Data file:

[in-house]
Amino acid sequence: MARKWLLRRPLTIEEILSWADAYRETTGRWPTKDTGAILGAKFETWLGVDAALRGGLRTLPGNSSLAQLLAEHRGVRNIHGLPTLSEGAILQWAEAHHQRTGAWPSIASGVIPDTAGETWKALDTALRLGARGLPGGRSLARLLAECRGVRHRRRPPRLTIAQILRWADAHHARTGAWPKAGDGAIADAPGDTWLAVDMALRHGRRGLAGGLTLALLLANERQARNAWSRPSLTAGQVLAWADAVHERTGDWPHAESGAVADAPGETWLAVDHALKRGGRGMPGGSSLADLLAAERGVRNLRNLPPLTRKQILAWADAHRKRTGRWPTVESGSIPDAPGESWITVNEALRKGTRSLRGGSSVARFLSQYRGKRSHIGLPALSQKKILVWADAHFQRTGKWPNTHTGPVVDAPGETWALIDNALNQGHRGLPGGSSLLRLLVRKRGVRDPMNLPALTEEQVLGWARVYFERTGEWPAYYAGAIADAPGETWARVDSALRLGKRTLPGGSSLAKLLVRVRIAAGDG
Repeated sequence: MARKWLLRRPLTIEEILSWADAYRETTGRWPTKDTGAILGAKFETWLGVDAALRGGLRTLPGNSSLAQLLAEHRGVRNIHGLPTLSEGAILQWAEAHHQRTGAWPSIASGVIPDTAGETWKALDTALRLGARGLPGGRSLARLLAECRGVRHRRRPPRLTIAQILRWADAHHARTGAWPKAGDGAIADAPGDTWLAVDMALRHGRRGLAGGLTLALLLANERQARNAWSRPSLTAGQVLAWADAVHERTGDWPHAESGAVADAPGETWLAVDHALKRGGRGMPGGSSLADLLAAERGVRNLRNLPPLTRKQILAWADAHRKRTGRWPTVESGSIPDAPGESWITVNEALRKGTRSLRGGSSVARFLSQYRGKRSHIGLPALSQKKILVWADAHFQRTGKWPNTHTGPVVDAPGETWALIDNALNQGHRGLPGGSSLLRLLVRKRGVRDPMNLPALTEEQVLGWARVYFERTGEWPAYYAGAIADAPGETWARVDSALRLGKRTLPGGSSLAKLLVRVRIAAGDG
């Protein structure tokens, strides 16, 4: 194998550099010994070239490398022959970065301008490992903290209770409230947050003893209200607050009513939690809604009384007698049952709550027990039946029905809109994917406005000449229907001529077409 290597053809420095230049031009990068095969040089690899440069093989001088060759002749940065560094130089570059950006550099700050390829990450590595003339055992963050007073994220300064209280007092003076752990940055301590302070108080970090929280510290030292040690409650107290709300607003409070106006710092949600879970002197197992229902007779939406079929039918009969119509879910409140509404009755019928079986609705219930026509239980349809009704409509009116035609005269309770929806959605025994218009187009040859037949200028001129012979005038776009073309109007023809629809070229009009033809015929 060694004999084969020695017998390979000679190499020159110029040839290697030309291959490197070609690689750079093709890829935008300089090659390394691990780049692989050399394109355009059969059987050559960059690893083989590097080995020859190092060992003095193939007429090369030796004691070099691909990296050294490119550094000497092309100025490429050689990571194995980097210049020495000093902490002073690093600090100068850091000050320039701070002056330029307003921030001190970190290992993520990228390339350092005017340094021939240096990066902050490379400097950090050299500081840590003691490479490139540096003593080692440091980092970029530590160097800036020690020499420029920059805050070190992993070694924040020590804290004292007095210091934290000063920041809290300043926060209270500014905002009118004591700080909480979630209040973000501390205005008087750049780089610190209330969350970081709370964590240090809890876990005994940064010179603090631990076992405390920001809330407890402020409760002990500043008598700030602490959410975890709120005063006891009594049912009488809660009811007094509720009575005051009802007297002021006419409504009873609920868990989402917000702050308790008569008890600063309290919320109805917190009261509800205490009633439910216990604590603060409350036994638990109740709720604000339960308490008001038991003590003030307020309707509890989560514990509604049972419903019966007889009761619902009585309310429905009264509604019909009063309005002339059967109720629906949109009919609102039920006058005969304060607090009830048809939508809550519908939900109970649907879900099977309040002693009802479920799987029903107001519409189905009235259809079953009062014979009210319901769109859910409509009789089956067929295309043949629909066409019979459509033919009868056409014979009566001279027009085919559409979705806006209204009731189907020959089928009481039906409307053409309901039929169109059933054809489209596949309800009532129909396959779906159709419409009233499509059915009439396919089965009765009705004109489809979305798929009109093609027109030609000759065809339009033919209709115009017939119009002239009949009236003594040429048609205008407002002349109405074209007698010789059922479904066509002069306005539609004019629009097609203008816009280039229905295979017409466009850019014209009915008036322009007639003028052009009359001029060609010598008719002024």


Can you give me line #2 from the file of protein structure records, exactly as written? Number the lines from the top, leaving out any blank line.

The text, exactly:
Amino acid sequence: MARKWLLRRPLTIEEILSWADAYRETTGRWPTKDTGAILGAKFETWLGVDAALRGGLRTLPGNSSLAQLLAEHRGVRNIHGLPTLSEGAILQWAEAHHQRTGAWPSIASGVIPDTAGETWKALDTALRLGARGLPGGRSLARLLAECRGVRHRRRPPRLTIAQILRWADAHHARTGAWPKAGDGAIADAPGDTWLAVDMALRHGRRGLAGGLTLALLLANERQARNAWSRPSLTAGQVLAWADAVHERTGDWPHAESGAVADAPGETWLAVDHALKRGGRGMPGGSSLADLLAAERGVRNLRNLPPLTRKQILAWADAHRKRTGRWPTVESGSIPDAPGESWITVNEALRKGTRSLRGGSSVARFLSQYRGKRSHIGLPALSQKKILVWADAHFQRTGKWPNTHTGPVVDAPGETWALIDNALNQGHRGLPGGSSLLRLLVRKRGVRDPMNLPALTEEQVLGWARVYFERTGEWPAYYAGAIADAPGETWARVDSALRLGKRTLPGGSSLAKLLVRVRIAAGDG